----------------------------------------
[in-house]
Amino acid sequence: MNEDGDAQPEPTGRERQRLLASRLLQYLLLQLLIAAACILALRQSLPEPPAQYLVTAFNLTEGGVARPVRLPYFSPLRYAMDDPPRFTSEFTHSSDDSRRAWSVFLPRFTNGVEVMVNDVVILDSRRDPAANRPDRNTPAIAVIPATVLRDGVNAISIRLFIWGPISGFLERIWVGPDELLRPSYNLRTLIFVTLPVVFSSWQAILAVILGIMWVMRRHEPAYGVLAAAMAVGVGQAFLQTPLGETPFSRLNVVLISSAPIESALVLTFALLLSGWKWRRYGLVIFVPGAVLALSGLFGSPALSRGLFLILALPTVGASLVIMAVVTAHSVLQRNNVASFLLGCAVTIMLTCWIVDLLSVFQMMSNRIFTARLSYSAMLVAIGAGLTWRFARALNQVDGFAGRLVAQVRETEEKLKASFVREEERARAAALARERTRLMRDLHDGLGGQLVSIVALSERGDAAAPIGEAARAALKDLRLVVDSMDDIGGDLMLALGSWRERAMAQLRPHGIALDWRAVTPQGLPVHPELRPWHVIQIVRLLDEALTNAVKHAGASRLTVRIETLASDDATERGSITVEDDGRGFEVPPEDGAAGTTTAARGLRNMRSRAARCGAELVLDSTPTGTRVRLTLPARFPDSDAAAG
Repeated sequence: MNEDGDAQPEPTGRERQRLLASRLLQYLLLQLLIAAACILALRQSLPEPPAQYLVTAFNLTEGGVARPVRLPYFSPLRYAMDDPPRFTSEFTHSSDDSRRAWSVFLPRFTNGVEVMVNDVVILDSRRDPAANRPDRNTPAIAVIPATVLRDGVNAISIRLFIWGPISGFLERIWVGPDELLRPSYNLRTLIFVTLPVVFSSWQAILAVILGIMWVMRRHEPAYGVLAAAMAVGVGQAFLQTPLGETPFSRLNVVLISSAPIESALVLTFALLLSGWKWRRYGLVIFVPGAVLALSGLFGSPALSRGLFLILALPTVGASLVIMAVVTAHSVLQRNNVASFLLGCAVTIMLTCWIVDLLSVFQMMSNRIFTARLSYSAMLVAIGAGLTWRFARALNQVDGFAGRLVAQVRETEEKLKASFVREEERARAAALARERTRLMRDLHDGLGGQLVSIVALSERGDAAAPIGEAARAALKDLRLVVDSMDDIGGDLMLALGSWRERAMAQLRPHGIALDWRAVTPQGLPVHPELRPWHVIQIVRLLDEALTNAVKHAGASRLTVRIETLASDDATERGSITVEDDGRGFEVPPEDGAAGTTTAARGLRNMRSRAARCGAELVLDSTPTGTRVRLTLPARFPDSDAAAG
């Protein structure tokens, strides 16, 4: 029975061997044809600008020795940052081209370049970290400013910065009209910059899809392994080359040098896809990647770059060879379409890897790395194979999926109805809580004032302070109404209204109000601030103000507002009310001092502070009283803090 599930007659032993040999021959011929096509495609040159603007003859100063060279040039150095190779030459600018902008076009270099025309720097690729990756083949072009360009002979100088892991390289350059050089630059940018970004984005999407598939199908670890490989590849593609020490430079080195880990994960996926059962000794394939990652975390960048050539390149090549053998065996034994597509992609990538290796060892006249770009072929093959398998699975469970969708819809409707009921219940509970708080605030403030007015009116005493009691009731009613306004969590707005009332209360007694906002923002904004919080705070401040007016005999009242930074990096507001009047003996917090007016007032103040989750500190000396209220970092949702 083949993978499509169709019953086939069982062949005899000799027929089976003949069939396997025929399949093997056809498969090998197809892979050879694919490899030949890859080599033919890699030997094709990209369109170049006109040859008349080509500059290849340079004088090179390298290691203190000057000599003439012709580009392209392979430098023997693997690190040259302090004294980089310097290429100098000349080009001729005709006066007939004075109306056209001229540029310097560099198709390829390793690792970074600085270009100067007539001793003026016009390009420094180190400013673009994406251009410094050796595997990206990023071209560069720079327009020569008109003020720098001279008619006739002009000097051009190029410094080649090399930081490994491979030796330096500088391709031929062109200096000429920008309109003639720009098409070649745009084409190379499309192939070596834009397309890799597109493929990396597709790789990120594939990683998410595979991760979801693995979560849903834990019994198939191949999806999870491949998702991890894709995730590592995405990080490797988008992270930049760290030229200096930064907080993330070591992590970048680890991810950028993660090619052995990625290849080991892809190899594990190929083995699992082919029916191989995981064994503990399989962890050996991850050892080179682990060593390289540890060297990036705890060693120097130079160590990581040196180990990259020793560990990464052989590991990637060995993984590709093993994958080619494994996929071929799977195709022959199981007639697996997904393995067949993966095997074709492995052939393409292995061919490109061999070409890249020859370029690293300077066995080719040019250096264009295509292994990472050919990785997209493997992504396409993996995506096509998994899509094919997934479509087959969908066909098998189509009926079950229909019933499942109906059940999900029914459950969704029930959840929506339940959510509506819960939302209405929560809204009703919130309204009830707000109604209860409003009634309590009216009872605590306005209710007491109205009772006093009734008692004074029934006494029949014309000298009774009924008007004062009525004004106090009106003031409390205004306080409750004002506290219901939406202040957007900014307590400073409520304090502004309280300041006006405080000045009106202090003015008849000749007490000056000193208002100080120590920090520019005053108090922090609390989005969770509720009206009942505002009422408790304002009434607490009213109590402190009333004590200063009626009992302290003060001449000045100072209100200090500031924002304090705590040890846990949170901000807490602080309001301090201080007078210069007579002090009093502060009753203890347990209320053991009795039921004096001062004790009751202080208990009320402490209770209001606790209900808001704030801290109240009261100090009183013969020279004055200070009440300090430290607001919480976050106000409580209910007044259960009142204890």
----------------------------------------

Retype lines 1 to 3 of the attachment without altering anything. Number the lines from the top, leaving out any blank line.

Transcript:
[in-house]
Amino acid sequence: MNEDGDAQPEPTGRERQRLLASRLLQYLLLQLLIAAACILALRQSLPEPPAQYLVTAFNLTEGGVARPVRLPYFSPLRYAMDDPPRFTSEFTHSSDDSRRAWSVFLPRFTNGVEVMVNDVVILDSRRDPAANRPDRNTPAIAVIPATVLRDGVNAISIRLFIWGPISGFLERIWVGPDELLRPSYNLRTLIFVTLPVVFSSWQAILAVILGIMWVMRRHEPAYGVLAAAMAVGVGQAFLQTPLGETPFSRLNVVLISSAPIESALVLTFALLLSGWKWRRYGLVIFVPGAVLALSGLFGSPALSRGLFLILALPTVGASLVIMAVVTAHSVLQRNNVASFLLGCAVTIMLTCWIVDLLSVFQMMSNRIFTARLSYSAMLVAIGAGLTWRFARALNQVDGFAGRLVAQVRETEEKLKASFVREEERARAAALARERTRLMRDLHDGLGGQLVSIVALSERGDAAAPIGEAARAALKDLRLVVDSMDDIGGDLMLALGSWRERAMAQLRPHGIALDWRAVTPQGLPVHPELRPWHVIQIVRLLDEALTNAVKHAGASRLTVRIETLASDDATERGSITVEDDGRGFEVPPEDGAAGTTTAARGLRNMRSRAARCGAELVLDSTPTGTRVRLTLPARFPDSDAAAG
Repeated sequence: MNEDGDAQPEPTGRERQRLLASRLLQYLLLQLLIAAACILALRQSLPEPPAQYLVTAFNLTEGGVARPVRLPYFSPLRYAMDDPPRFTSEFTHSSDDSRRAWSVFLPRFTNGVEVMVNDVVILDSRRDPAANRPDRNTPAIAVIPATVLRDGVNAISIRLFIWGPISGFLERIWVGPDELLRPSYNLRTLIFVTLPVVFSSWQAILAVILGIMWVMRRHEPAYGVLAAAMAVGVGQAFLQTPLGETPFSRLNVVLISSAPIESALVLTFALLLSGWKWRRYGLVIFVPGAVLALSGLFGSPALSRGLFLILALPTVGASLVIMAVVTAHSVLQRNNVASFLLGCAVTIMLTCWIVDLLSVFQMMSNRIFTARLSYSAMLVAIGAGLTWRFARALNQVDGFAGRLVAQVRETEEKLKASFVREEERARAAALARERTRLMRDLHDGLGGQLVSIVALSERGDAAAPIGEAARAALKDLRLVVDSMDDIGGDLMLALGSWRERAMAQLRPHGIALDWRAVTPQGLPVHPELRPWHVIQIVRLLDEALTNAVKHAGASRLTVRIETLASDDATERGSITVEDDGRGFEVPPEDGAAGTTTAARGLRNMRSRAARCGAELVLDSTPTGTRVRLTLPARFPDSDAAAG